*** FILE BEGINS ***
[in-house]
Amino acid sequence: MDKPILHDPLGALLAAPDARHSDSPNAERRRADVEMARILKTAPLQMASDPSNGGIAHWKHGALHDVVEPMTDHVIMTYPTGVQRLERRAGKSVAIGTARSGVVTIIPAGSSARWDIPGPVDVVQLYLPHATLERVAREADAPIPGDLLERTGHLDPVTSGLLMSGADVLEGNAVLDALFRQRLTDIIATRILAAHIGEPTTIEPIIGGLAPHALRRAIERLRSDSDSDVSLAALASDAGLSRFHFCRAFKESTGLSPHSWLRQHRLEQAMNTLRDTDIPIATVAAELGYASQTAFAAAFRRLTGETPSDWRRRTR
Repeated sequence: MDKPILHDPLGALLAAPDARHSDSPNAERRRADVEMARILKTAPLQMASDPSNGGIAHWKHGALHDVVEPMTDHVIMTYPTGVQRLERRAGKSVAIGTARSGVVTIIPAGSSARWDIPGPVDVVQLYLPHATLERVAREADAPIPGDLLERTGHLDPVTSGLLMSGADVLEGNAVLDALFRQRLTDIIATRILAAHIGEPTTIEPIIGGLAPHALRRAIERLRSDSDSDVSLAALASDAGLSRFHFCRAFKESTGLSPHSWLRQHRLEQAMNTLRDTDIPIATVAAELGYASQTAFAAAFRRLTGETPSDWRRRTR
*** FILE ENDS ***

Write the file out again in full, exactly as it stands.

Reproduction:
[in-house]
Amino acid sequence: MDKPILHDPLGALLAAPDARHSDSPNAERRRADVEMARILKTAPLQMASDPSNGGIAHWKHGALHDVVEPMTDHVIMTYPTGVQRLERRAGKSVAIGTARSGVVTIIPAGSSARWDIPGPVDVVQLYLPHATLERVAREADAPIPGDLLERTGHLDPVTSGLLMSGADVLEGNAVLDALFRQRLTDIIATRILAAHIGEPTTIEPIIGGLAPHALRRAIERLRSDSDSDVSLAALASDAGLSRFHFCRAFKESTGLSPHSWLRQHRLEQAMNTLRDTDIPIATVAAELGYASQTAFAAAFRRLTGETPSDWRRRTR
Repeated sequence: MDKPILHDPLGALLAAPDARHSDSPNAERRRADVEMARILKTAPLQMASDPSNGGIAHWKHGALHDVVEPMTDHVIMTYPTGVQRLERRAGKSVAIGTARSGVVTIIPAGSSARWDIPGPVDVVQLYLPHATLERVAREADAPIPGDLLERTGHLDPVTSGLLMSGADVLEGNAVLDALFRQRLTDIIATRILAAHIGEPTTIEPIIGGLAPHALRRAIERLRSDSDSDVSLAALASDAGLSRFHFCRAFKESTGLSPHSWLRQHRLEQAMNTLRDTDIPIATVAAELGYASQTAFAAAFRRLTGETPSDWRRRTR